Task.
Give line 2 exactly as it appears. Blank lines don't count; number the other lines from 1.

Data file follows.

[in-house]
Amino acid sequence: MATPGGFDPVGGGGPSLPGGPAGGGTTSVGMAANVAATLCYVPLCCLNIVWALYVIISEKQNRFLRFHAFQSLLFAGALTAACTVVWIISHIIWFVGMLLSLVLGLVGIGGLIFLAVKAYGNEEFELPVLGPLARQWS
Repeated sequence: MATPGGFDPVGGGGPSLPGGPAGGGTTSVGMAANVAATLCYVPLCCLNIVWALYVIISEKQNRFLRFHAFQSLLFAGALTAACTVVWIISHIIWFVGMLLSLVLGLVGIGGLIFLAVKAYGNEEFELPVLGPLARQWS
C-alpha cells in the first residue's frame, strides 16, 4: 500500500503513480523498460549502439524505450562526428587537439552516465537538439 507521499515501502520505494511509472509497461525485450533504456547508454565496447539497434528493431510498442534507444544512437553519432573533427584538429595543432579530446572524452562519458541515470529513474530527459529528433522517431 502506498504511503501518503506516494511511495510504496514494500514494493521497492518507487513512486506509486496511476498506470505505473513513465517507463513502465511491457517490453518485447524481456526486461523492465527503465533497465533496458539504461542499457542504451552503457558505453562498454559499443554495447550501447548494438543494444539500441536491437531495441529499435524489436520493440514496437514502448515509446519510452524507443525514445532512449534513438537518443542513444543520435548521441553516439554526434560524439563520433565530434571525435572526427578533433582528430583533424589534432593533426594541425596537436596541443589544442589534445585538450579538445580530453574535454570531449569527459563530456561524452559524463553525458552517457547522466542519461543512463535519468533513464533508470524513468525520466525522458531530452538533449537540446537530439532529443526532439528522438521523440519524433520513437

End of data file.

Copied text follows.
Amino acid sequence: MATPGGFDPVGGGGPSLPGGPAGGGTTSVGMAANVAATLCYVPLCCLNIVWALYVIISEKQNRFLRFHAFQSLLFAGALTAACTVVWIISHIIWFVGMLLSLVLGLVGIGGLIFLAVKAYGNEEFELPVLGPLARQWS